DIY Recipe 3
I didn't try this recipe, but was a little amused by the use of a product I'd never heard of, which was sachets of lemonade powder that apparently has antibacterial properties. Now, I'm not saying it doesn't (i'm no expert) but I do have pretty big doubts and it just goes to show that the internet is full of weird and wonderful things.
Conclusion of DIY Dishwasher Recipes
I did try a few other similar recipes and wasn't really happy with the 60-75% clean dishes rate after using them. I'm a little disappointed as I really really wanted to find an effective one that I could share with you guys! These may still work for you, but I cant exactly recommend them.
On the plus side, these homemade versions did do a great job of refreshing and doing a basic cleanse of the dishwasher, so I feel these are actually a great alternative to using chemical dish washer cleaners....but not for cleaning the actual dishes.
If you do try some recipes, make small batches rather than waste a heap of ingredients. Unsuccessful dishwasher tabs can also be used as toilet fizzies so don't throw them out.
Other Eco-Friendly Dishwasher Powder Options
We have mostly been using the powder that came with our dishwasher when we bought it, which I'm really happy with as it's grey water safe and doesn't contain fillers and being South Australian made means this product doesn't have to travel far and helps local employment. A 2kg tub provides about 18 months of running the dishwasher 4-6 times each week.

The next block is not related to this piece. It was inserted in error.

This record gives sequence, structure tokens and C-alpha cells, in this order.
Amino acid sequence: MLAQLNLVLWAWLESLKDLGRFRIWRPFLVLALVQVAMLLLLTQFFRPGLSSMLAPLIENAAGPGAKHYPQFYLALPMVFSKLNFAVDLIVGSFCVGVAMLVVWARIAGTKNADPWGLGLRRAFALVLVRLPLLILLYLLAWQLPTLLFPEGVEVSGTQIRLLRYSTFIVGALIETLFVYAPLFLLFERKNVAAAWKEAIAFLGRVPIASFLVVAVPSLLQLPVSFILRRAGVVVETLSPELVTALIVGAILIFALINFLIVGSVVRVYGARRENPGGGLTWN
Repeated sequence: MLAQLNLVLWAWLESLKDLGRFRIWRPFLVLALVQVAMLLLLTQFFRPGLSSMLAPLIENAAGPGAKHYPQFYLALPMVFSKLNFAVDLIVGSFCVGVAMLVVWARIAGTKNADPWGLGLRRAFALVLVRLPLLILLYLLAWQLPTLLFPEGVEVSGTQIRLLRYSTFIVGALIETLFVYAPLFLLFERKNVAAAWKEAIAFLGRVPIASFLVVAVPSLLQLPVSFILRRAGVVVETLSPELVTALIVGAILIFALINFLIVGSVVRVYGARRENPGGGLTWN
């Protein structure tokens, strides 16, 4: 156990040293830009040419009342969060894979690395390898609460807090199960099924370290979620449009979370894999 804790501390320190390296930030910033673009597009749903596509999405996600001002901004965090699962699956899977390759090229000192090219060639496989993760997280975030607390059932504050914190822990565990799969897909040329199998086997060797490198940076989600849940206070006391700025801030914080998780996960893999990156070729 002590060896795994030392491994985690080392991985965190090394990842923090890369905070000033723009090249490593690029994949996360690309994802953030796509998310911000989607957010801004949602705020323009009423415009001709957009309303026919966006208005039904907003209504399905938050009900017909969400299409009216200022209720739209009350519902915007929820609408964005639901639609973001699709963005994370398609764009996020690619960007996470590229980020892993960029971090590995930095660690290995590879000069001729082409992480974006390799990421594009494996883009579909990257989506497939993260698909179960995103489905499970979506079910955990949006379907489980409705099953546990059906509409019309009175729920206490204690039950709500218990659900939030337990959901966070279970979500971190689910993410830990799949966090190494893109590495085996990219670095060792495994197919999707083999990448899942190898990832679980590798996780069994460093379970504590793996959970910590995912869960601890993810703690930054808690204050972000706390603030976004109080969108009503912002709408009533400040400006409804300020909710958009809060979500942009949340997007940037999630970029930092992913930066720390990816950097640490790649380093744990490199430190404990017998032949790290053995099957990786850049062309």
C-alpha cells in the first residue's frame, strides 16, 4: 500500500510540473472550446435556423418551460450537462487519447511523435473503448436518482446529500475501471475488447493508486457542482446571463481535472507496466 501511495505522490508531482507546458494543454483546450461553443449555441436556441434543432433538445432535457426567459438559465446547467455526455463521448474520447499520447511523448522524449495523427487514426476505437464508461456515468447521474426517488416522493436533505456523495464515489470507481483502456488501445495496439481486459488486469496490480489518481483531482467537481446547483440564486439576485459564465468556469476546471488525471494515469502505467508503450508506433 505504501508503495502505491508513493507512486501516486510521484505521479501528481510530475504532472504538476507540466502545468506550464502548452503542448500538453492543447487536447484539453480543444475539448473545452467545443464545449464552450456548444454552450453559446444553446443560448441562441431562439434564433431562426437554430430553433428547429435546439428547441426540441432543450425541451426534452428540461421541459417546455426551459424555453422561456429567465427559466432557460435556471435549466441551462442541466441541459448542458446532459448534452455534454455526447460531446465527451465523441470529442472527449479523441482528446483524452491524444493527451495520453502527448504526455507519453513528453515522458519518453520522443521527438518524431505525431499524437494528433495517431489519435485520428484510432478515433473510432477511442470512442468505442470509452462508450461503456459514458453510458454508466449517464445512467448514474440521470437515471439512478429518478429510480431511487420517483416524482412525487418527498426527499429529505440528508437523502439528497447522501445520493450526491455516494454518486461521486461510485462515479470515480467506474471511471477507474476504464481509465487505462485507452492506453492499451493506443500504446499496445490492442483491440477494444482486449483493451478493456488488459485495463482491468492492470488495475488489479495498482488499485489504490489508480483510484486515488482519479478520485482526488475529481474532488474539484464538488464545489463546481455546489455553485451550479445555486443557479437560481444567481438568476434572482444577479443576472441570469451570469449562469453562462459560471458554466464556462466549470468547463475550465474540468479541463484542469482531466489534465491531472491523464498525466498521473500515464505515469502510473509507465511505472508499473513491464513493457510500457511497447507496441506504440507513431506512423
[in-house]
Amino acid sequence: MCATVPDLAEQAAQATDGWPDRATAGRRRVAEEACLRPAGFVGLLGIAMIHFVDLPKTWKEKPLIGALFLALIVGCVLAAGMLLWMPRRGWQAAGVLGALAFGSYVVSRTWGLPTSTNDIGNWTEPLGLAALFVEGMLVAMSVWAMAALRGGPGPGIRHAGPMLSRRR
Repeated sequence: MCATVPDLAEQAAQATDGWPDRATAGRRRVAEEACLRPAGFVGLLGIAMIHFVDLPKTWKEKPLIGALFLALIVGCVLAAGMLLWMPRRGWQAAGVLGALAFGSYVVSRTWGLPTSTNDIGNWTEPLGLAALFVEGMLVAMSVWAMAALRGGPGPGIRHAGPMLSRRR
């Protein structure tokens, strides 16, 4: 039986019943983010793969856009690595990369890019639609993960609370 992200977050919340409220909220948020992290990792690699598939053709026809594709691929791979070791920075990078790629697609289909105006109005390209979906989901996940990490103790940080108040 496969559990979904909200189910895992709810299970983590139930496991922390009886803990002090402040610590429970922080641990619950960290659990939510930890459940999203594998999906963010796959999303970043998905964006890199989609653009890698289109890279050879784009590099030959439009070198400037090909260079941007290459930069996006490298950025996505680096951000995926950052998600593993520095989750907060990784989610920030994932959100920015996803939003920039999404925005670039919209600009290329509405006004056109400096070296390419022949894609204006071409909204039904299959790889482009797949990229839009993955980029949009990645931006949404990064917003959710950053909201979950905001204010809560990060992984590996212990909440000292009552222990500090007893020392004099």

You may have seen some eco supermarket options like Earth Choice, which I found to be effective in cleaning the dishes. This brand is plant based, grey water safe, cruelty free, packaged in recyclable plastic and Australian made and owned. I am not a fan of all of their products, and find some a bit ineffective or not as eco-friendly as they appear, but the dishwasher powder and tablets appear to be a great option and easy to get hold of.
If you can buy something local, the reduction in transport, storage and other activities helps reduce CO2 and road traffic.
Here's one I am keen to try and this is a particularly good option for Queenslanders as it's handmade in Noosa by a locally owned company Kin Kin. It's concentrated, grey water safe, natural based powder and refills are also available to reduce packaging.
If we can't eliminate some items in our life, making safer, more environmentally friendly choices in the products we buy can make a difference. Always beware and double check claims on packaging as some can be very vague, giving us the impression they're eco-friendly when they really aren't.
Don't forget to check out your local bulk shops to see what options they have available. Many stock eco-friendly cleaning options, including dishwasher liquids and powders AND allow you to use your own containers.
Rinse Aid Alternatives
I gave up using rinse-aid years ago and am always amused when I see an advert on tv for this product. Yes, it does help if you're having issues with residue on your dishes, but in all likelihood it leaves residue too. Vinegar is the BEST substitute for this problem AND it is perfectly safe to ingest. You can also run your dishwasher without rinse-aid at all, and I suggest trying both options to see what works for you.
Have you had better luck than me making home made dishwasher powders and tablets? or maybe you have sourced a great local option that is eco-friendly? I'd love to hear your experiences and thoughts on the topic.